Recently a 20 year old female firefighter, Anne Veseth, was killed fighting a fire in Idaho when a tree fell, ricochet’ed off another tree, and killed her. I will spare you the gory details of exactly how. But dozens of woodlands firefighters have died over the last decade, and a significant percentage died from falling trees. It is one of the occupational hazards, one that every experienced firefighter is aware of and tries to avoid — and this was Anne’s second season so she certainly was an experienced firefighter by this point — but sh*t happens.
It is of course a tragedy when a young person dies. From a brief Google of her name, Anne Veseth was a cool kid. She graduated near the top of her high school class and could have done anything she wanted, but what she wanted was to work with her hands. She went to school to become an auto mechanic, and was working woodlands fires in the summers both for spending money and because she liked it. Otherwise she wouldn’t have returned to doing it for a second summer, because there are certainly easier ways to make spending money in the summers if you’re a nice-looking kid like Anne that pretty much any business in town would want working the cash registers as eye candy for the customers. So at the very least, you can say she died doing something she liked to do, which is more than most of us will ever be able to say.
So her story is over. But what brings this post about is the response to her story: the people who say, “she shouldn’t have been out there.” Say what? Excuse me? She knew the risks. Her older brother is a woodlands fire fighter too. She accepted the risk, and lost the bet. It happens. It happens a dozen or more times a year, that woodlands firefighters lose their lives fighting wildfires. But what kind of person would want to interfere in a young woman’s ability to follow her vocation of choice?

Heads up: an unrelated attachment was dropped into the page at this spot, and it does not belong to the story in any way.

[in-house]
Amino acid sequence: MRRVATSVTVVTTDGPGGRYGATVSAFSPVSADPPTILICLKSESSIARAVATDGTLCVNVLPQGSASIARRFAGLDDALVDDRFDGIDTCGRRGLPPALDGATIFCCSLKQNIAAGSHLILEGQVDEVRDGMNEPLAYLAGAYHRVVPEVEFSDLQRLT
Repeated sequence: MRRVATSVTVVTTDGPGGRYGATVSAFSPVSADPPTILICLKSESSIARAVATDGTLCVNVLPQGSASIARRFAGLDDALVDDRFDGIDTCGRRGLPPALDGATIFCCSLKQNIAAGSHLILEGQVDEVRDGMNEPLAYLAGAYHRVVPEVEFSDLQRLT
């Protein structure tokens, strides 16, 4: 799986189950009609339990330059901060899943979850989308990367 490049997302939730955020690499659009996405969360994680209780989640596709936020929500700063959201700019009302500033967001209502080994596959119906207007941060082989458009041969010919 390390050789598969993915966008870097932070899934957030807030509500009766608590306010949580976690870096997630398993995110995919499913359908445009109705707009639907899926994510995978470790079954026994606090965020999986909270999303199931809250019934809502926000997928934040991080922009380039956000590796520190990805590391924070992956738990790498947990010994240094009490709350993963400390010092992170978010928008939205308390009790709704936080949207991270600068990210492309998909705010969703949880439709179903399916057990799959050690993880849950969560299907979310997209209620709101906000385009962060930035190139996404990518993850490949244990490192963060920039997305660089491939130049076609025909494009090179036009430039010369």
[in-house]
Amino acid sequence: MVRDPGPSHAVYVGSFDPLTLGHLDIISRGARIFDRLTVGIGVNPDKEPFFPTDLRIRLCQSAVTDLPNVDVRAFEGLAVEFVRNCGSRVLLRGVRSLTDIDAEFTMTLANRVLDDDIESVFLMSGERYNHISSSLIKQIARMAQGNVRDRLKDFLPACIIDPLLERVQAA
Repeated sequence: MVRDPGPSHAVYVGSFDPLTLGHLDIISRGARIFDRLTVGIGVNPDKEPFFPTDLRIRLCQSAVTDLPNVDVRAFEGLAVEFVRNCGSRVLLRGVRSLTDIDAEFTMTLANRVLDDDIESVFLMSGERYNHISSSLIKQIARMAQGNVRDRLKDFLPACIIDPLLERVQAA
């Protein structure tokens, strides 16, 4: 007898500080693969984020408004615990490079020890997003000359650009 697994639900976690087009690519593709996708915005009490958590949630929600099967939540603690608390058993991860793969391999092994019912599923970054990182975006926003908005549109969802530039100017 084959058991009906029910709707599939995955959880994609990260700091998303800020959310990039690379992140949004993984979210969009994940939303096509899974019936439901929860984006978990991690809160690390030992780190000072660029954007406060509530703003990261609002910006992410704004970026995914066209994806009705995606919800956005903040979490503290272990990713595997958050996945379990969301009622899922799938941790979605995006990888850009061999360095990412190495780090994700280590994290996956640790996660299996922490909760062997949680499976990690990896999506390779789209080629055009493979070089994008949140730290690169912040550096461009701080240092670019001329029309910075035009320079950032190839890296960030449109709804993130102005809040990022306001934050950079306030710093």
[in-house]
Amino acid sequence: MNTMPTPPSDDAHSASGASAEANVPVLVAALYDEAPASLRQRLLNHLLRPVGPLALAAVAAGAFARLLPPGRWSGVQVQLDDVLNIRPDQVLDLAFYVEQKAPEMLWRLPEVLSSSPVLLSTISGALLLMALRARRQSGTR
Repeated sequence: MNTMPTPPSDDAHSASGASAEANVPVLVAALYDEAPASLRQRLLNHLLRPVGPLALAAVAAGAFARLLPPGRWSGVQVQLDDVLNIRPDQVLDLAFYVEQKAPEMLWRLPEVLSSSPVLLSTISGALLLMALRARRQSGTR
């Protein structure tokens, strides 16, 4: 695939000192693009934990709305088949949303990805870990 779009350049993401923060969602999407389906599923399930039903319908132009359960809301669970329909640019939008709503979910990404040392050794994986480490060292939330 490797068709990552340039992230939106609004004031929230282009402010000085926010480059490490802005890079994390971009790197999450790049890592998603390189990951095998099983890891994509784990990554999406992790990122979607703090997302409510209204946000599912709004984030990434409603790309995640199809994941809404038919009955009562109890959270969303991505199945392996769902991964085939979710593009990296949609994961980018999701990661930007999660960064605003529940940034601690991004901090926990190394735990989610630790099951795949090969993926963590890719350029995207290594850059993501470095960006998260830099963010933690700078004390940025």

Answer: The same kind of people who would interfere with a young woman’s ability to receive birth control or have an abortion. Busybodies. People who believe that young women are inherently inferior beings who can’t think for themselves, and thus these people must make decisions for the young women. To this kind of person, Anne Veseth was like a precious flower, brainless and beautiful, that must be protected from herself. Women, to this kind of person, are inherently inferior and brainless, and thus these people — mostly men, but some busybody women too — must make decisions for women, instead of letting women make decisions for themselves.
Anne Veseth made the decision to fight fires. But if this kind of person had their way, she — and any other woman — would not have been allowed to make such a decision. That, in the end, is the difference between a free nation and tyranny. In a free nation, Anne Veseth could choose what profession she would follow. In the tyranny that these busybodies would love to impose, she would have been kept at home, or pinkwashed into “acceptable” professions like nursing or teaching, and certainly would not have allowed to do something where she might get dirty or (gasp) killed.
Something to think about, next time you see other people wanting to impose their own standards of what women should or should not do at gunpoint under penalty of law…
– Badtux the Saddened Penguin